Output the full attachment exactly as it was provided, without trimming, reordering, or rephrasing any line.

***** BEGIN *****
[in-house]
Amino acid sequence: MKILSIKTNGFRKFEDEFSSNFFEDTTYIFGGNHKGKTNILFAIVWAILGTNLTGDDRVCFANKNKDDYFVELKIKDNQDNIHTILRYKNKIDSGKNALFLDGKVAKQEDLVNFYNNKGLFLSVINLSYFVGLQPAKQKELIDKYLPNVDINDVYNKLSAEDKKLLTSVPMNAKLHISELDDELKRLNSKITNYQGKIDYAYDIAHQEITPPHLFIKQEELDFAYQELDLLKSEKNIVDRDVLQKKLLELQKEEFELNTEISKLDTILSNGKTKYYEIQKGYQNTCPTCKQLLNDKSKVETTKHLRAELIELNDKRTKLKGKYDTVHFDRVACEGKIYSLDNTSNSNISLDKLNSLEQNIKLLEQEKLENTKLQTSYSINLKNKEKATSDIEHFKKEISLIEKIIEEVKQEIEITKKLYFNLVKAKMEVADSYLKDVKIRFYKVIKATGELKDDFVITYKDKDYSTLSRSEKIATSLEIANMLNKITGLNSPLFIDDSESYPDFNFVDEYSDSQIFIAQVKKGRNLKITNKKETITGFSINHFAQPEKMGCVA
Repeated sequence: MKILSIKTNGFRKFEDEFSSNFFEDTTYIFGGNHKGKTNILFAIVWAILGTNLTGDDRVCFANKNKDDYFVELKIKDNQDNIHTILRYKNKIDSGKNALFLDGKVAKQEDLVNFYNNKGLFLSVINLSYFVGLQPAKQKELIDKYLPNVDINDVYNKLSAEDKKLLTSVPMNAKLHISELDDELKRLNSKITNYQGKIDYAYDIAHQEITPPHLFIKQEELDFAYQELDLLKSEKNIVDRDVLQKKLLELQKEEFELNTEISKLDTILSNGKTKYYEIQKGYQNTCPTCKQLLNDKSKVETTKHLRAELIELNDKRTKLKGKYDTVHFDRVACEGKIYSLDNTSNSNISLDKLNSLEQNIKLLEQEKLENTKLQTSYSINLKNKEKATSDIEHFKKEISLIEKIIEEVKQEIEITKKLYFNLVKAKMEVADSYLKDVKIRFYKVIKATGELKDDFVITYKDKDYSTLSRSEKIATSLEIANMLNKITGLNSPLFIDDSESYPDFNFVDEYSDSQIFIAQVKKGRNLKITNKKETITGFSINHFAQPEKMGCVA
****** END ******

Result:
[in-house]
Amino acid sequence: MKILSIKTNGFRKFEDEFSSNFFEDTTYIFGGNHKGKTNILFAIVWAILGTNLTGDDRVCFANKNKDDYFVELKIKDNQDNIHTILRYKNKIDSGKNALFLDGKVAKQEDLVNFYNNKGLFLSVINLSYFVGLQPAKQKELIDKYLPNVDINDVYNKLSAEDKKLLTSVPMNAKLHISELDDELKRLNSKITNYQGKIDYAYDIAHQEITPPHLFIKQEELDFAYQELDLLKSEKNIVDRDVLQKKLLELQKEEFELNTEISKLDTILSNGKTKYYEIQKGYQNTCPTCKQLLNDKSKVETTKHLRAELIELNDKRTKLKGKYDTVHFDRVACEGKIYSLDNTSNSNISLDKLNSLEQNIKLLEQEKLENTKLQTSYSINLKNKEKATSDIEHFKKEISLIEKIIEEVKQEIEITKKLYFNLVKAKMEVADSYLKDVKIRFYKVIKATGELKDDFVITYKDKDYSTLSRSEKIATSLEIANMLNKITGLNSPLFIDDSESYPDFNFVDEYSDSQIFIAQVKKGRNLKITNKKETITGFSINHFAQPEKMGCVA
Repeated sequence: MKILSIKTNGFRKFEDEFSSNFFEDTTYIFGGNHKGKTNILFAIVWAILGTNLTGDDRVCFANKNKDDYFVELKIKDNQDNIHTILRYKNKIDSGKNALFLDGKVAKQEDLVNFYNNKGLFLSVINLSYFVGLQPAKQKELIDKYLPNVDINDVYNKLSAEDKKLLTSVPMNAKLHISELDDELKRLNSKITNYQGKIDYAYDIAHQEITPPHLFIKQEELDFAYQELDLLKSEKNIVDRDVLQKKLLELQKEEFELNTEISKLDTILSNGKTKYYEIQKGYQNTCPTCKQLLNDKSKVETTKHLRAELIELNDKRTKLKGKYDTVHFDRVACEGKIYSLDNTSNSNISLDKLNSLEQNIKLLEQEKLENTKLQTSYSINLKNKEKATSDIEHFKKEISLIEKIIEEVKQEIEITKKLYFNLVKAKMEVADSYLKDVKIRFYKVIKATGELKDDFVITYKDKDYSTLSRSEKIATSLEIANMLNKITGLNSPLFIDDSESYPDFNFVDEYSDSQIFIAQVKKGRNLKITNKKETITGFSINHFAQPEKMGCVA